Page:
News State NSW News Roberts-Smith’s victim ‘most impressive’

Roberts-Smith’s victim ‘most impressive’

Ben Roberts-Smith
A soldier bullied by Ben Roberts-Smith is one of the most impressive witnesses, a barrister submits. Photo: AAP
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One of the most impressive witnesses to be called out of dozens in the defamation trial launched by Ben Roberts Smith was threatened with a “bullet in his head” by the war veteran, a judge has been told.

Barrister Nicholas Owens SC said in his closing address for the media outlets being sued that Australia’s most decorated soldier savagely bullied the still serving SAS soldier dubbed Person One.

In 2016 Mr Roberts-Smith allegedly hit him in the back of the head multiple times, spat in front of him and regularly slammed doors in his face.

But most seriously was the threat to his life, Mr Owens said.

“(He said) words to the effect: ‘If your performance doesn’t improve in the next patrol you’re going to get a bullet in the back of the head’,” Person One said in evidence.

“It made me fearful for my own personal safety. It made me lose more confidence. It made my performance worse.”

Mr Owens said on Thursday that Person One “interpreted those words as meaning that Mr Roberts-Smith was going to shoot him in the back of the head”.

The barrister submitted that Person One “was one of the most impressive witnessed to be called … on either side,” due to him openly admitting his failings during his first four weeks of deployment in Afghanistan in 2006.

The incident dredged up from 15 years ago was a source of “enormous embarrassment” to the soldier given his illustrious and distinguished career that followed, including “uniformly glowing appraisals,” since he left Mr Roberts-Smith’s patrol.

Person One testified that he failed to bring machine gun oil on one mission, which led to “stoppages” of his weapon not firing, and in extreme circumstances admitted this could have led to deaths of his comrades.

Mr Owens also pointed to the credibility of Mr Roberts-Smith’s alleged mistress who says the Victoria Cross recipient punched her in a hotel room after she was drunk at a Canberra function and “embarrassed him” in March 2018.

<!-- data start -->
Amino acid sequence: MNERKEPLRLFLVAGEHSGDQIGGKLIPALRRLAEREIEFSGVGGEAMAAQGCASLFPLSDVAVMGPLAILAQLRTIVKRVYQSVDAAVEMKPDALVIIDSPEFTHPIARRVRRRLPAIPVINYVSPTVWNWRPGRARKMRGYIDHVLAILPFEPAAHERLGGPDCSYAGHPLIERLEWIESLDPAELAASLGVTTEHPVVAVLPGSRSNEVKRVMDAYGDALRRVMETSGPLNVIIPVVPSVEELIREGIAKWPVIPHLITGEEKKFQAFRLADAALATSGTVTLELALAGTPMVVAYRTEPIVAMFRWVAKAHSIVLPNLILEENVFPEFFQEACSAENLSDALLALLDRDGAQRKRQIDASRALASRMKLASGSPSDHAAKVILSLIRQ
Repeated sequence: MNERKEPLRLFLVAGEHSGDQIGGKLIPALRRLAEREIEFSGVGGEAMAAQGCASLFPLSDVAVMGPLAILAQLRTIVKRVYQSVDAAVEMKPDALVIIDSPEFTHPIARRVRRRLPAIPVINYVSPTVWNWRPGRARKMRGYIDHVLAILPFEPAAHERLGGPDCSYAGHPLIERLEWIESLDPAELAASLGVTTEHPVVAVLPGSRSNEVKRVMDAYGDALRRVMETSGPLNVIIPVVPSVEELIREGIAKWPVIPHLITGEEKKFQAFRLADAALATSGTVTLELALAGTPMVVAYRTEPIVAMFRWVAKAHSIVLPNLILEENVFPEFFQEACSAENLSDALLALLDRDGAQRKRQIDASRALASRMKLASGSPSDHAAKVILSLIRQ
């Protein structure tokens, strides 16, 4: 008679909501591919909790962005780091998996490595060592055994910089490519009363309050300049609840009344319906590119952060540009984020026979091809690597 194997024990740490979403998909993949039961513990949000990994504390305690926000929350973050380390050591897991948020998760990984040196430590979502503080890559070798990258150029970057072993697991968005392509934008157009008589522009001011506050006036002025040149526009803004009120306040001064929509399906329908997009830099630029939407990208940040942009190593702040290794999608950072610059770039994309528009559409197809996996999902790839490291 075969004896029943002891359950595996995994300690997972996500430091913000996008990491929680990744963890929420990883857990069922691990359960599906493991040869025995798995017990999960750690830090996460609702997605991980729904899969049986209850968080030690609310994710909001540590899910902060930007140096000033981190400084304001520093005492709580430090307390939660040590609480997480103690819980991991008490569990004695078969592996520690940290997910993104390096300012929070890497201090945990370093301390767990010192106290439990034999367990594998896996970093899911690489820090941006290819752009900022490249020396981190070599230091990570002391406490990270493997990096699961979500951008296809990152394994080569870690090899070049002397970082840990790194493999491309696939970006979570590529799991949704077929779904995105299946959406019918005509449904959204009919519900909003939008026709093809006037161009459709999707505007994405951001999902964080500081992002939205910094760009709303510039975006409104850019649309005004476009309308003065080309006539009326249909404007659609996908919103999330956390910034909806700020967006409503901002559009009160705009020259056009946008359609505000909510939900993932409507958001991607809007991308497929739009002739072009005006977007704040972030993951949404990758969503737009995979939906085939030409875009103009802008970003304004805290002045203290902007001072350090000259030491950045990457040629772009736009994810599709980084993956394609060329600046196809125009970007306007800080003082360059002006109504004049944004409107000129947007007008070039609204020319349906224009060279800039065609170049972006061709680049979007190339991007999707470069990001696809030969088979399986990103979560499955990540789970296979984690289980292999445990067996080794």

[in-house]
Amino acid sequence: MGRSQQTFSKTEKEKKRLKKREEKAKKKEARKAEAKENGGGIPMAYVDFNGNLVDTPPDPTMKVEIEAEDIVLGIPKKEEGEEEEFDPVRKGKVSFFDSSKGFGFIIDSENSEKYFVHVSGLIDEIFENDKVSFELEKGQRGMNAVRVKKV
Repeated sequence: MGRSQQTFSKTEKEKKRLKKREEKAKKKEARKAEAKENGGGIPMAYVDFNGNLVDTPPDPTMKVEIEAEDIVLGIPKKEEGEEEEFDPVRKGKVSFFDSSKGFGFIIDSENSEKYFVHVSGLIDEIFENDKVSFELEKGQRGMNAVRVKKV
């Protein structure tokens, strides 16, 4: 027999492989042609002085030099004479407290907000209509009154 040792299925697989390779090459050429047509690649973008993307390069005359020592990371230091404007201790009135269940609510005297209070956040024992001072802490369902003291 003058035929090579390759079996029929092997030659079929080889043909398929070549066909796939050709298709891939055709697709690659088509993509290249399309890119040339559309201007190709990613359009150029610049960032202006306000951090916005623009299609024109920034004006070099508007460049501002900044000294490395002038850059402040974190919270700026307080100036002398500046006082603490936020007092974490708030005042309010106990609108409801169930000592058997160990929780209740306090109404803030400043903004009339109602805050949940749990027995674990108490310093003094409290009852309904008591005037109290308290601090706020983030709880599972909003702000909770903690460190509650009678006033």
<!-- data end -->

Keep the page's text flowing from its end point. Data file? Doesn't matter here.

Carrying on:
Mr Roberts-Smith’s lawyers submit the woman is a liar and a fantasist and repeatedly point out that she is married, independently wealthy and has a prestigious job.

“The fundamental point seems to be that because she is capable of intelligent thought, because she was wealthy, educated and able to make decisions for herself, her conduct in the aftermath of the incident is so inconsistent with an assault having occurred that Your Honour would find it did not occur,” Mr Owens said.

“The implicit suggestion seems to be that wealthy educated people would act in a particular way, if they were a victim of assault.

“We respectfully submit that line of argument goes absolutely nowhere.”

Mr Roberts-Smith is suing The Age, The Sydney Morning Herald and The Canberra Times over 2018 reports claiming he committed war crimes in Afghanistan including murder, and acts of bullying and domestic violence.

The 43-year-old denies all claims of wrongdoing, while the mastheads are defending them as true.

Earlier Arthur Moses SC on behalf of Mr Roberts-Smith submitted the media waged a sustained attack on the war hero based on rumour, hearsay and contradictory accounts from jealous and obsessed former colleagues.

Mr Moses said it shattered his reputation and even if vindicated in what was often described as the trial of the century, it would take years for it to fully recover.

The trial continues.

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